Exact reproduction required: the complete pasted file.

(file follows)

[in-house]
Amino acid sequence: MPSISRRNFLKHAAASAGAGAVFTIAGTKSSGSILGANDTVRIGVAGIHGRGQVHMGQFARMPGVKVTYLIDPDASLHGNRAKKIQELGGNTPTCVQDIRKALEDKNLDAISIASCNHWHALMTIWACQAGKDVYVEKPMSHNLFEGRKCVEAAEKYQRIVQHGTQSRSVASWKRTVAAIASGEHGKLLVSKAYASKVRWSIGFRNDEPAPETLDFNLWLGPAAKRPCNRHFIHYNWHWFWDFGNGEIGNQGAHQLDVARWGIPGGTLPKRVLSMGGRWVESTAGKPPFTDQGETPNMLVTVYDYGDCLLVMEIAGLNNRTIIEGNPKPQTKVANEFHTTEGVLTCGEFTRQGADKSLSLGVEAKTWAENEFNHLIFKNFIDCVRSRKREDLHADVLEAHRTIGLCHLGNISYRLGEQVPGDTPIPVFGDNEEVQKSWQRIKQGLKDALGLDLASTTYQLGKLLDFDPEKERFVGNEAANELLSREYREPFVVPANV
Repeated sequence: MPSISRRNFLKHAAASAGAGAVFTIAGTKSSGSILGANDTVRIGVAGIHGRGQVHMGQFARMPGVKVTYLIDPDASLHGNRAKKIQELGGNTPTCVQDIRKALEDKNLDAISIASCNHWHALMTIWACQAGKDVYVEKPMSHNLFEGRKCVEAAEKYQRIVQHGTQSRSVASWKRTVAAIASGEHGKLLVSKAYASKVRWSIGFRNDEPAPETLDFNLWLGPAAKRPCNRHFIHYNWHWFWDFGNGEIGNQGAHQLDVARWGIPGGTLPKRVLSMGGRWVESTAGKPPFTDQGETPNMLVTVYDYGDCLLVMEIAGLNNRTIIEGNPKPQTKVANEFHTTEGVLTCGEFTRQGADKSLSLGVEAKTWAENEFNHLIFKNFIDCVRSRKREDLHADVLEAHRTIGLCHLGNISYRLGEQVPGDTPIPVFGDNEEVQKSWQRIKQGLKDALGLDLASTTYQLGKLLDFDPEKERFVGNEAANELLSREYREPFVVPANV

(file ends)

[in-house]
Amino acid sequence: MPSISRRNFLKHAAASAGAGAVFTIAGTKSSGSILGANDTVRIGVAGIHGRGQVHMGQFARMPGVKVTYLIDPDASLHGNRAKKIQELGGNTPTCVQDIRKALEDKNLDAISIASCNHWHALMTIWACQAGKDVYVEKPMSHNLFEGRKCVEAAEKYQRIVQHGTQSRSVASWKRTVAAIASGEHGKLLVSKAYASKVRWSIGFRNDEPAPETLDFNLWLGPAAKRPCNRHFIHYNWHWFWDFGNGEIGNQGAHQLDVARWGIPGGTLPKRVLSMGGRWVESTAGKPPFTDQGETPNMLVTVYDYGDCLLVMEIAGLNNRTIIEGNPKPQTKVANEFHTTEGVLTCGEFTRQGADKSLSLGVEAKTWAENEFNHLIFKNFIDCVRSRKREDLHADVLEAHRTIGLCHLGNISYRLGEQVPGDTPIPVFGDNEEVQKSWQRIKQGLKDALGLDLASTTYQLGKLLDFDPEKERFVGNEAANELLSREYREPFVVPANV
Repeated sequence: MPSISRRNFLKHAAASAGAGAVFTIAGTKSSGSILGANDTVRIGVAGIHGRGQVHMGQFARMPGVKVTYLIDPDASLHGNRAKKIQELGGNTPTCVQDIRKALEDKNLDAISIASCNHWHALMTIWACQAGKDVYVEKPMSHNLFEGRKCVEAAEKYQRIVQHGTQSRSVASWKRTVAAIASGEHGKLLVSKAYASKVRWSIGFRNDEPAPETLDFNLWLGPAAKRPCNRHFIHYNWHWFWDFGNGEIGNQGAHQLDVARWGIPGGTLPKRVLSMGGRWVESTAGKPPFTDQGETPNMLVTVYDYGDCLLVMEIAGLNNRTIIEGNPKPQTKVANEFHTTEGVLTCGEFTRQGADKSLSLGVEAKTWAENEFNHLIFKNFIDCVRSRKREDLHADVLEAHRTIGLCHLGNISYRLGEQVPGDTPIPVFGDNEEVQKSWQRIKQGLKDALGLDLASTTYQLGKLLDFDPEKERFVGNEAANELLSREYREPFVVPANV